Educational Gender Inequality: A Barrier to Global Progress.

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Nadia Nawaz

The thing that deeply troubles me is whether education teaches us how to live. Do those who cannot attain education not able to live properly?”

Here we are talking about a girl who had a passion for studying. Mubeen, who was a diligent student, she says , she wanted to study and achieve something. she says that she obtained education up to the Matricr’s level with a First Division. She says she get admission to college, but her brother Afzal did not allow her to go to college. Afzal, who is a laborer, believes that it is not necessary for a woman to study and write. Afzal argued a lot with his mother about why she was educating her. Due to Afzal’s pressure, I had to leave college, and I completed my BA from Allama Iqbal Open University.

Mubeen says that after completing their F.A degree, she left education. Due to leaving education, she experienced significant mental pressure and became a victim of stress, which led to them becoming a patient of depression. Mubeen says “that she still feel the pain of that thing today; some dreams remained unfulfilled.”

Pakistan is ranked fourth-worst globally for gender parity in the 2021 Global Gender Gap Report, with an educational attainment rank of 144th out of 156 countries. The education system shows a 13 percent gender gap in enrollment, with only 46.5 percent of women literate, 61.6 percent attending primary school, 34.2 percent in high school, and 8.3 percent in tertiary education. Bridging the gender gap is estimated to take 136 years at the current pace.

Teacher Nahid Akhtar says that “she believes that a woman’s education is the education of an entire family”. She emphasizes that education is a crucial factor for the progress of a society and a nation. she says , In our society, many girls abandon education due to family pressure. It is saluted that acquiring knowledge is a duty for every Muslim man and woman. By depriving women of education, we are undoubtedly damaging society, the nation, and the country. Pakistan’s population consists of 52% women, and keeping such a large portion illiterate is weakens the country’s economy.

Rihanna’s daughter Arooj, who discontinued her education after completing her FA, expresses her immense desire to educate herself. However, her father was a driver, and their income was insufficient, which hindered her pursuit of education. Arooj says that due to financial constraints, she could not continue her education.

According to Pakistan’s literacy rate in 2010, the total literacy rate was 55%, with men at 68.9% and women at 41.02%. In 2019, the literacy rate showed an improvement with men at 69% and women at 46%. Women’s participation in better social equality and economic activities is essential for societal and economic development.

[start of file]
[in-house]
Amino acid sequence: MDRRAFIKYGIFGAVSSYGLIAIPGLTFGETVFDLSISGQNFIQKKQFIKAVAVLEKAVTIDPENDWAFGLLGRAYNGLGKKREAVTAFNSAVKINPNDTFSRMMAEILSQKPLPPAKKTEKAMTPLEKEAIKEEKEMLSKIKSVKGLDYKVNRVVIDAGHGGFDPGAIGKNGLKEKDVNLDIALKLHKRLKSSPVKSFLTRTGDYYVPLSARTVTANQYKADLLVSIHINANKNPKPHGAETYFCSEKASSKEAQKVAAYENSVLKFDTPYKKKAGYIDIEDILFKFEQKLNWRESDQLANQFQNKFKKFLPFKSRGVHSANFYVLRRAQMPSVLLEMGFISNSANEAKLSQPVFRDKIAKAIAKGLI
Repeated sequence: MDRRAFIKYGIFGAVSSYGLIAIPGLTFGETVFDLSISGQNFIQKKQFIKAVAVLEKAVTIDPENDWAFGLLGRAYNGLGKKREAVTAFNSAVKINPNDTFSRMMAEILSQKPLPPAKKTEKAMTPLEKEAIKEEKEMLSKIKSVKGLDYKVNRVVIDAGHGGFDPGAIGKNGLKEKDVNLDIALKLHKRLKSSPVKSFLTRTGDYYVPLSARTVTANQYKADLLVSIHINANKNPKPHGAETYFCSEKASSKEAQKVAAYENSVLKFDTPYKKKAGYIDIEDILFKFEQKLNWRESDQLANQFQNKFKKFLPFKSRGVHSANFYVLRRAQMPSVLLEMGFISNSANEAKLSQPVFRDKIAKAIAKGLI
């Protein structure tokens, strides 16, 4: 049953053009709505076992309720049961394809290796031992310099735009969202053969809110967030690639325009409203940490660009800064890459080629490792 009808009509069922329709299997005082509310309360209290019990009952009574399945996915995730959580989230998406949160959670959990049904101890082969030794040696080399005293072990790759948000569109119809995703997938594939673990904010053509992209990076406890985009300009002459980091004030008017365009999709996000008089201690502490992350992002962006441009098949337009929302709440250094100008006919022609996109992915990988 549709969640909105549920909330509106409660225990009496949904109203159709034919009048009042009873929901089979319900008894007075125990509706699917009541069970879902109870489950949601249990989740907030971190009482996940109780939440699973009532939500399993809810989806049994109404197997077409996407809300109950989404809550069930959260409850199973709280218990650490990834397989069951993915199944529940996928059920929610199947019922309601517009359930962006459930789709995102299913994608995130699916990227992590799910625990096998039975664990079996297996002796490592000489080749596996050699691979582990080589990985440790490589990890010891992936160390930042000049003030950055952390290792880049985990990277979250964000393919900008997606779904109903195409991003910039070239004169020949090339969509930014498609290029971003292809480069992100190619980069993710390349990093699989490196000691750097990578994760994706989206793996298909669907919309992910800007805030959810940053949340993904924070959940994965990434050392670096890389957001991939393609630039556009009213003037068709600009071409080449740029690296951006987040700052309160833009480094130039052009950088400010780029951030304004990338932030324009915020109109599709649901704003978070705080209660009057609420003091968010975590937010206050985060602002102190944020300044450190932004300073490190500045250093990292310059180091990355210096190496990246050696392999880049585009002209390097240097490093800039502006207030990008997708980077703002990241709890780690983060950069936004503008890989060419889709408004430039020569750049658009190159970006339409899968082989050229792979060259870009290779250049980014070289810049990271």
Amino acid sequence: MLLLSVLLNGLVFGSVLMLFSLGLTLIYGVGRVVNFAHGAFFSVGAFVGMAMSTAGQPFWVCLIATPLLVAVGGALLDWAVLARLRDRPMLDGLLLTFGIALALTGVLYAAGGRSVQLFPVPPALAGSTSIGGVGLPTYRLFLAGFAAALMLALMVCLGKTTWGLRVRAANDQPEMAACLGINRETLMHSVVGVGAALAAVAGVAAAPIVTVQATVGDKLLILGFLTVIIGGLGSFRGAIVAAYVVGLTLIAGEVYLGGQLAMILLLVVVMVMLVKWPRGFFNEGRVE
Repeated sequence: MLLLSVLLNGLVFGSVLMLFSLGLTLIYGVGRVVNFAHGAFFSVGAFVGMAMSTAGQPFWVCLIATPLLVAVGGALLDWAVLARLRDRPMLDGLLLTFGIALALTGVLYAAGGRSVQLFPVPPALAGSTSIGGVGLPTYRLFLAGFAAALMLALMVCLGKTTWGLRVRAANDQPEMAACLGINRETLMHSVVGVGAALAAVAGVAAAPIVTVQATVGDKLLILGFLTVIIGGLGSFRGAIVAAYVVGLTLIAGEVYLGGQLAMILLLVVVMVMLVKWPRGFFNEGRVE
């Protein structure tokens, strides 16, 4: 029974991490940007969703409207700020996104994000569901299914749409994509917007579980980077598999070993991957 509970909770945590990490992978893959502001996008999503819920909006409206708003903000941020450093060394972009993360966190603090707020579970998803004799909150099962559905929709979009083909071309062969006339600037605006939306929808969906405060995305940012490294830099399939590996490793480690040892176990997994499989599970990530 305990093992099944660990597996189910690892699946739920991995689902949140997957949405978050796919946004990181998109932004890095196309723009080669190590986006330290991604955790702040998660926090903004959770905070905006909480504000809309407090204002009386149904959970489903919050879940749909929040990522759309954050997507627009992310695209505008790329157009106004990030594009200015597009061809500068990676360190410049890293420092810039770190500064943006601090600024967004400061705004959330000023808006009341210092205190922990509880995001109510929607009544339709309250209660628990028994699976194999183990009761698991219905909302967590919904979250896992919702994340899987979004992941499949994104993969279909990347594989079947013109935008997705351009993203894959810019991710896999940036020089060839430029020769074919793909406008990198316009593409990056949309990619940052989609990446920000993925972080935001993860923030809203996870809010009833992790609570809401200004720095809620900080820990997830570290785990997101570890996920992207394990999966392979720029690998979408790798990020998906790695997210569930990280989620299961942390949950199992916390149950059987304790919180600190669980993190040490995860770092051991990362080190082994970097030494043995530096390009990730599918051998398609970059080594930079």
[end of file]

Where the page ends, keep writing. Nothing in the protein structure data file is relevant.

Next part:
The government must ensure universal access to education for its entire population. UNICEF reports 22.8 million children aged 5 to 16 are out of school, with girls constituting over 60%. To curb dropouts, the government should construct more schools, train new teachers, and prioritize “Education for All Children” programs, aiming to allocate 4% of GDP to education, up from the current 2%, State-of-the-art teacher training programs and facilities need implementation and follow-up, Additional schools with modern amenities are essential, especially for girls.

However, education alone cannot integrate women into Pakistan’s workforce due to entrenched cultural norms. Teenage pregnancy leads to girls dropping out, while sons receive priority in education, notably tertiary. Measures like free daycare and positive discrimination for female employees can boost women’s economic participation. Addressing prejudices requires awareness campaigns and changing societal attitudes through education. Emphasizing women’s roles in family and societal well-being is crucial. Modifying discriminatory customs demands concerted public efforts. Ultimately, women’s empowerment hinges on reshaping cultural perceptions and fostering equal opportunities in education and employment, advancing both individual prosperity and societal progress.

we can overcome this educational barriers by many ways, we should Promote inclusivity by avoiding segregating boys and girls into separate lines, sports activities, and encouraging mixed seating in classrooms. Ensure educational materials depict genders equally. Encourage collaborative projects where boys and girls work together. Explore diverse gender concepts and roles across various communities to foster understanding and acceptance.

By embracing inclusivity and diversity in educational settings, we nurture environments where all individuals feel valued and empowered to learn and grow together.